How to integrate FitNesse acceptance tests into your CC.Net build – level 300

I’m doing a lot with FitNesse lately, and it’s going quite well.  Unit testing ensures that each component is doing what it is supposed to, and integration testing ensures that the components work well together.  Acceptance tests are a bit different.  They actually test that the software does what the customers think it’s doing.  They test that the developer understood the business need.  They give the customer (or product manager) assurance that the system actually works.

With FitNesse, our product manager (and crew) can  use a simple wiki to exercise the system.  The developers create test Fixtures that speak in the domain language but actually exercise the system under test.  A user may type:

!|fit.ActionFixture|
|start|Emailer|
|press|SendDefaultEmail|
|check|NumEmailsSent|

This simple table is enough to actually exercise the system under test and get it to do something.  If all is well, the Emailer will send a default email.  If this test fails, it saves the company from a black eye when a user encounters the problem.

It was a little tricky to get the FitNesse test integrated with our CC.Net build.  We wanted the acceptance test to be a current status report of where we are.  When all the acceptance tests are passing, we are done.  Consequently, we didn’t want failing acceptance tests to break the build.  Only NUnit tests break the build because they should _always_ be passing.  No problem.  We create a new target with some exec tasks:

<exec program=”<path to TestRunner.exe>” commandline=”-results <some directory>FitNesse-Results.html <FitNesse server> <port> <TestSuite>” failonerror=”false”/>

This will actually call the FitNesse server (with the wiki on it) and execute all the acceptance tests.  This will produce a file in the raw FitNesse format.  We’d like it in xml so we can incorporate it in the CC.Net build report.  Xml transforming isn’t a part of the .Net port, but it is in the Java version, so we’ll just use it.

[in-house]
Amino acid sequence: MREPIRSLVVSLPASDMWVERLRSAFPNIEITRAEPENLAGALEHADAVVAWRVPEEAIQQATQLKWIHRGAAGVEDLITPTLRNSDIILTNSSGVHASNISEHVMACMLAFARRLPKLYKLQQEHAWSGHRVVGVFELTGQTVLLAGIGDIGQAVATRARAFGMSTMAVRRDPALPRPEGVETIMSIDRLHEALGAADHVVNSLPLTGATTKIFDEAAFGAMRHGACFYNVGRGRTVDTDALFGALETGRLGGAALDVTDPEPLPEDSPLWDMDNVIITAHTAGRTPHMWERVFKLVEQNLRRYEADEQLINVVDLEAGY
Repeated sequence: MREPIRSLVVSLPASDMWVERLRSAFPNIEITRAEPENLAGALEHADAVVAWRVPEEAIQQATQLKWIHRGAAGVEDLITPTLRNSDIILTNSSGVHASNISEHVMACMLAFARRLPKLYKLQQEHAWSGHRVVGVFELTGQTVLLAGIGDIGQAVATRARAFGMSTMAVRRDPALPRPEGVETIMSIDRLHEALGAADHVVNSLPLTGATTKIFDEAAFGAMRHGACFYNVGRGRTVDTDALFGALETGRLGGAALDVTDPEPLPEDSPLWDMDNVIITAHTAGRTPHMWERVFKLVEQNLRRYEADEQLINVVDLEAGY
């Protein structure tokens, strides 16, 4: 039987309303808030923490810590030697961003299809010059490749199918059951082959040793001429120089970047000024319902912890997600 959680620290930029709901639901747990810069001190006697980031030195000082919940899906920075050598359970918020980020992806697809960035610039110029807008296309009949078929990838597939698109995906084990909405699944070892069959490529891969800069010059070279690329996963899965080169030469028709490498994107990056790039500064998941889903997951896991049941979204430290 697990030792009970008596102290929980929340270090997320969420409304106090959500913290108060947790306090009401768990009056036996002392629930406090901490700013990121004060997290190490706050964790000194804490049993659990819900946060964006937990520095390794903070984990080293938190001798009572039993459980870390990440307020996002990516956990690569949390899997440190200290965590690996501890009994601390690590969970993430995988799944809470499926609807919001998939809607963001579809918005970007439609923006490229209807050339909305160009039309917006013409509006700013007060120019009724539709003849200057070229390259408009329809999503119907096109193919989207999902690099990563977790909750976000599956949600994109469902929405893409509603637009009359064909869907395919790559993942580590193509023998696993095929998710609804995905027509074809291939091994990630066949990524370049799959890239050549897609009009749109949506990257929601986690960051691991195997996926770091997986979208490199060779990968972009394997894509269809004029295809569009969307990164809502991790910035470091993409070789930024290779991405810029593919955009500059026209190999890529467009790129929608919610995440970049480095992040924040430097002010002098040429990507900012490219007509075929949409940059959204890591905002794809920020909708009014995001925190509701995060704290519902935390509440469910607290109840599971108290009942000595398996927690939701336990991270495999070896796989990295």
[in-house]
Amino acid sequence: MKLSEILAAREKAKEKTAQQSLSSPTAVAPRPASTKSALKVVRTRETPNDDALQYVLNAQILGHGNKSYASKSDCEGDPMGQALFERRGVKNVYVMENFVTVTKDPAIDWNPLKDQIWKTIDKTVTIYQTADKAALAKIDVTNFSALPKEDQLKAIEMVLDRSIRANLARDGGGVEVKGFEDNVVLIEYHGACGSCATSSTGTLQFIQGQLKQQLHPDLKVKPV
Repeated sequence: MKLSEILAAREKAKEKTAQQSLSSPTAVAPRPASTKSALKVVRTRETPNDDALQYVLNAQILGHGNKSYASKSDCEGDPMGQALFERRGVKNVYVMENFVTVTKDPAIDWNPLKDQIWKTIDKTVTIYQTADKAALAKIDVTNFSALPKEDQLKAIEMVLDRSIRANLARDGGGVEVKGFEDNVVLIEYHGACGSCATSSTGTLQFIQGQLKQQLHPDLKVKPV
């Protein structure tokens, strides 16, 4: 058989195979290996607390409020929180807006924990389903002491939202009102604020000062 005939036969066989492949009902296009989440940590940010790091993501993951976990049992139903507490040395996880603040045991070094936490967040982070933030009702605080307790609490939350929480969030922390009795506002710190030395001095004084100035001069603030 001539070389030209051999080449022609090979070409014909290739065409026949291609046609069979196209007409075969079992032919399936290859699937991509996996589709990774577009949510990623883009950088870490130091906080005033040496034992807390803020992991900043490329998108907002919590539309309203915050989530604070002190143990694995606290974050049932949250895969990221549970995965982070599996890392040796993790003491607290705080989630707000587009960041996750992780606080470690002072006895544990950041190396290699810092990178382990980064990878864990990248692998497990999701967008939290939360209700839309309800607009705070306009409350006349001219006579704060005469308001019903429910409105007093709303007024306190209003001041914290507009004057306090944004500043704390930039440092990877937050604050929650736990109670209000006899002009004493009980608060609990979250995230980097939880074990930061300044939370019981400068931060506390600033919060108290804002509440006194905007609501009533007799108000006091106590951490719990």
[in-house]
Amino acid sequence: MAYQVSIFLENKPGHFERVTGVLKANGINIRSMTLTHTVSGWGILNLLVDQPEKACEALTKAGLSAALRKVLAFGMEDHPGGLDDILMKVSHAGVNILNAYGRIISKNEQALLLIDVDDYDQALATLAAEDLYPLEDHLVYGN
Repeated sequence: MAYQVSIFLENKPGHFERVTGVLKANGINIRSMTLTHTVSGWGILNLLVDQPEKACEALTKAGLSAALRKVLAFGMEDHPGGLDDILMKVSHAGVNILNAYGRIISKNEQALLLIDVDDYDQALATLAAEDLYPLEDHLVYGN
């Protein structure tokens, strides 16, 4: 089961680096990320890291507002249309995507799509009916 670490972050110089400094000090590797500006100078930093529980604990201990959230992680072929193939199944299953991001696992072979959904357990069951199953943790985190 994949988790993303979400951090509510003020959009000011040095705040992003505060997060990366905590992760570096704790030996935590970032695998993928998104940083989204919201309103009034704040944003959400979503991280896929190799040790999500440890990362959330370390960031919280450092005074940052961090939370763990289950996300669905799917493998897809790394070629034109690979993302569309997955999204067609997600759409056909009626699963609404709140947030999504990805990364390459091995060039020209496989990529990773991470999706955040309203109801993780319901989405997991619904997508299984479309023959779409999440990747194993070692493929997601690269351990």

<exec program=”java.exe” commandline=”-cp binfitfitnesse.jar fitnesse.runner.FormattingOption <some directory>FitNesse-Results.html xml <some directory>Fit-Results.xml <FitNesse server> <port> <TestSuite>” failonerror=”false”/>

This hooks into the transform logic on the FitNesse server to change our raw output file to a nice Xml format.  Now we have something that CruiseControl.Net can use for a build report and email.  We will have to make an Xsl, though.  Here’s a simple Xsl that will pull out the FitNesse summary information and through it out to your CC.Net build summary:


<?xml version=”1.0″?>

<xsl:stylesheet


xmlns:xsl=”http://www.w3.org/1999/XSL/Transform” version=”1.0″>


<xsl:output method=”html”/>


<xsl:variable name=”fit.result.list” select=”//testResults/result”/>


<xsl:variable name=”fit.wrongpagecount” select=”countU$fit.result.list/counts/wrong[text() > 0])” />


<xsl:variable name=”fit.ignorespagecount” select=”countU$fit.result.list/counts/ignores[text() > 0])” />


<xsl:variable name=”fit.exceptionspagecount” select=”countU$fit.result.list/counts/exceptions[text() > 0])” />


<xsl:variable name=”fit.correctpagecount” select=”countU$fit.result.list/counts)” />